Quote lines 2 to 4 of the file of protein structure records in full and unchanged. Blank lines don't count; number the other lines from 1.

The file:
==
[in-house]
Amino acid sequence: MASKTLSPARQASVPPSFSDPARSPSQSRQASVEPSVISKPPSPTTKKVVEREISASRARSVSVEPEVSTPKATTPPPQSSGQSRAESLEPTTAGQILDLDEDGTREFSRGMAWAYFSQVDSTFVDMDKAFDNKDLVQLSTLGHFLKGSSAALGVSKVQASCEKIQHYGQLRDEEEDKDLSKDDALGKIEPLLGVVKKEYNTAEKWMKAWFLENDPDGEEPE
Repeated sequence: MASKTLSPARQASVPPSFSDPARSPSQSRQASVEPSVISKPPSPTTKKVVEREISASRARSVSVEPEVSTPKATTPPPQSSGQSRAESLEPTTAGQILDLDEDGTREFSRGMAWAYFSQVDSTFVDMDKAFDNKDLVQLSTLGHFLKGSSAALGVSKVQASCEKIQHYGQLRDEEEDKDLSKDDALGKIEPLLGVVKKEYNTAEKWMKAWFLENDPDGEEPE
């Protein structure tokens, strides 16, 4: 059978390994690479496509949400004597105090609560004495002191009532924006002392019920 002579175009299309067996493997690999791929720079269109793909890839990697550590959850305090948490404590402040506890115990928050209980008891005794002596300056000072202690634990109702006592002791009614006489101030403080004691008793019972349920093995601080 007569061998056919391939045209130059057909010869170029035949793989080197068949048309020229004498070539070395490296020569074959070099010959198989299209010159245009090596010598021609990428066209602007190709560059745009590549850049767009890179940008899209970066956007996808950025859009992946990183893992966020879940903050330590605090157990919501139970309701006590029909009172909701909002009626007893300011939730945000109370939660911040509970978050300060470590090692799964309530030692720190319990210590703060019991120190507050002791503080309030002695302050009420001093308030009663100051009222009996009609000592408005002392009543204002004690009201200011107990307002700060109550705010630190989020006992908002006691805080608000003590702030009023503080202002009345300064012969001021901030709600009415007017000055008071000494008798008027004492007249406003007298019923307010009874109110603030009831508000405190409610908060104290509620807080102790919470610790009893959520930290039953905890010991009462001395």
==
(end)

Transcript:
Amino acid sequence: MASKTLSPARQASVPPSFSDPARSPSQSRQASVEPSVISKPPSPTTKKVVEREISASRARSVSVEPEVSTPKATTPPPQSSGQSRAESLEPTTAGQILDLDEDGTREFSRGMAWAYFSQVDSTFVDMDKAFDNKDLVQLSTLGHFLKGSSAALGVSKVQASCEKIQHYGQLRDEEEDKDLSKDDALGKIEPLLGVVKKEYNTAEKWMKAWFLENDPDGEEPE
Repeated sequence: MASKTLSPARQASVPPSFSDPARSPSQSRQASVEPSVISKPPSPTTKKVVEREISASRARSVSVEPEVSTPKATTPPPQSSGQSRAESLEPTTAGQILDLDEDGTREFSRGMAWAYFSQVDSTFVDMDKAFDNKDLVQLSTLGHFLKGSSAALGVSKVQASCEKIQHYGQLRDEEEDKDLSKDDALGKIEPLLGVVKKEYNTAEKWMKAWFLENDPDGEEPE
């Protein structure tokens, strides 16, 4: 059978390994690479496509949400004597105090609560004495002191009532924006002392019920 002579175009299309067996493997690999791929720079269109793909890839990697550590959850305090948490404590402040506890115990928050209980008891005794002596300056000072202690634990109702006592002791009614006489101030403080004691008793019972349920093995601080 007569061998056919391939045209130059057909010869170029035949793989080197068949048309020229004498070539070395490296020569074959070099010959198989299209010159245009090596010598021609990428066209602007190709560059745009590549850049767009890179940008899209970066956007996808950025859009992946990183893992966020879940903050330590605090157990919501139970309701006590029909009172909701909002009626007893300011939730945000109370939660911040509970978050300060470590090692799964309530030692720190319990210590703060019991120190507050002791503080309030002695302050009420001093308030009663100051009222009996009609000592408005002392009543204002004690009201200011107990307002700060109550705010630190989020006992908002006691805080608000003590702030009023503080202002009345300064012969001021901030709600009415007017000055008071000494008798008027004492007249406003007298019923307010009874109110603030009831508000405190409610908060104290509620807080102790919470610790009893959520930290039953905890010991009462001395």